First Great Triumph
How Five Americans Made Their Country a World Power
Farrar, Straus & Giroux: 562 pp., $30
Warren Zimmermann's "First Great Triumph," an account of the imperialist era in American foreign policy at the turn of the 20th century, is one of the most readable and important books on American foreign policy in recent years. Zimmermann, a distinguished U.S. diplomat who did his best to warn the world about the looming Yugoslav wars, combines formidable scholarship with a sense of narrative drama and a firsthand knowledge of the politics of American foreign policy. With Iraq, Afghanistan and a war on terror preoccupying United States foreign policy, Zimmermann's book is a timely and gripping account of another critical period in American history that leaves readers better prepared to understand the dangers that face us.
Zimmermann's basic approach to his material is reminiscent of the way African gamekeepers have identified a "big five" group of animals for tourists to look out for on safari (the big five are lions, leopards, elephants, rhinos and buffalo). Zimmermann's big five are the men who made America an imperial power 100 years ago.
Leading his group is Theodore Roosevelt, who shot and stuffed many specimens of the African big five and is one of the most famous figures in American history. The other four, though somewhat less well known, all played key roles in American and world history.
Henry Cabot Lodge, who defeated Woodrow Wilson and blocked Senate ratification of the Treaty of Versailles to keep America out of the League of Nations, is shown rising from a young Boston politician to a national leader of the imperialist movement. The group also includes John Hay, Abraham Lincoln's confidential assistant and later ambassador to Britain and secretary of State, and Elihu Root, the New York lawyer who succeeded Hay as secretary of State and later helped to start the Carnegie Endowment and the Council on Foreign Relations. In highlighting Root's role, Zimmermann does justice to an important historical figure who is almost entirely forgotten by nonspecialists today. The final place in this core group belongs to Rear Adm. Alfred Thayer Mahan, whose 1890 book, "The Influence of Sea Power Upon History 1660-1783," is the most important work of strategic thought ever written by an American.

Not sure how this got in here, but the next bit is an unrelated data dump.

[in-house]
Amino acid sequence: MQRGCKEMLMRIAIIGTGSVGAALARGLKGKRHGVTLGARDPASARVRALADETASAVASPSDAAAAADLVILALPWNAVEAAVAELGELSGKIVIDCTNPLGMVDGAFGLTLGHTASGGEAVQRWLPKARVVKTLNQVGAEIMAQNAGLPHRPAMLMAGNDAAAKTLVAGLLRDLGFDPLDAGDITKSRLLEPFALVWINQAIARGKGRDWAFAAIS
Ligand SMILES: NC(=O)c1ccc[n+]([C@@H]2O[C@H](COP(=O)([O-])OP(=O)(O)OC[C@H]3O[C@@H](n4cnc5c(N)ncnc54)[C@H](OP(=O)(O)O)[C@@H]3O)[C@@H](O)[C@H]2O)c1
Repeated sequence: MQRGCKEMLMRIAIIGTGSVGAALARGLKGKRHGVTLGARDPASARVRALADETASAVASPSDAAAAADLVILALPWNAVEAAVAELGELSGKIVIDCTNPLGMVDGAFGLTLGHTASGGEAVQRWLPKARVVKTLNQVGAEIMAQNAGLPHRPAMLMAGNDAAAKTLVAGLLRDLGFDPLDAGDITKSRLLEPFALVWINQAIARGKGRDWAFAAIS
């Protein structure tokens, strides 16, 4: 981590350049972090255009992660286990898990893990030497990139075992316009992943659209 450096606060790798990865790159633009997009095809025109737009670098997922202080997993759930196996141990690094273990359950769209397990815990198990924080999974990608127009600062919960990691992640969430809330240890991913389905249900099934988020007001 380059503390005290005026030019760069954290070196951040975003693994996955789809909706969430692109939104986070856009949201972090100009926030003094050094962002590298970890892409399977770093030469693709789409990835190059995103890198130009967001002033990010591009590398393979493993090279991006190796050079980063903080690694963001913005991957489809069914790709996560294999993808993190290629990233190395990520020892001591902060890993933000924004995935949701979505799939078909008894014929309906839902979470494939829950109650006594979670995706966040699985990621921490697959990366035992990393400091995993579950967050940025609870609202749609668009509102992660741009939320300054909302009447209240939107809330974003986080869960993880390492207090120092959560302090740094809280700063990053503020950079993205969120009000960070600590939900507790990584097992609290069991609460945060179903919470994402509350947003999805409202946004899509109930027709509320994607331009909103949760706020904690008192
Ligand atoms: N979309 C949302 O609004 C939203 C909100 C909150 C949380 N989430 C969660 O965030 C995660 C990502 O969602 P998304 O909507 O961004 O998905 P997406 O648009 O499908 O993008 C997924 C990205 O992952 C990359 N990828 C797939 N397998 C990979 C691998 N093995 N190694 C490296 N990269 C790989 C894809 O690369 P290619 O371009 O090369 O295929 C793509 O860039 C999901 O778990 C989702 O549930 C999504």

Zimmermann sets himself the demanding task of combining short biographical studies of these men with two broader areas of concentration: a general history of the imperialistic foreign policy they struggled to shape and an intellectual and cultural history of the imperialist movement in American foreign policy.
Americans like being powerful but mostly do not like to think of their country as an empire. Zimmermann's big five set themselves against that taboo, proudly and openly advocating that the United States had both the right and the duty to conquer foreign lands and to impose American rule on other people. They grounded their call for imperial expansion in a rhetoric of racial superiority that, although normal for American discourse of the time, makes for grim reading today. It is disconcerting to be reminded just how racist the American public rhetoric of the imperial period was; Zimmermann does a commendable job of differentiating the degrees of racism among the big five without either concealing or sensationalizing racial prejudice in their work.
Racism aside, of course, it is amazing how little has changed in the American foreign policy debate since 1900. We no longer call for the annexation of foreign territory, but Americans are still divided between those who passionately believe that it is our right and even our duty to impose some kind of civilized order on poorly governed parts of the world and those who believe that this kind of imperialistic adventure constitutes a fundamental betrayal of our basic moral principles.
Zimmermann's history takes us through capsule biographies of each man and into the global political crises of the late 19th century that gave rise to the first American overseas empire. The decline of Great Britain, the continued weakness of non-European states like China, the scramble for colonies in Africa and Asia and growing U.S. trade and investment overseas led Americans to think more about the strategic dimension to their country's interest. Mahan's brilliant treatise on the importance of British sea power in the wars of 18th century Europe provided a firm intellectual basis for the idea that the United States would need, soon, to acquire more bases and territories in the Pacific.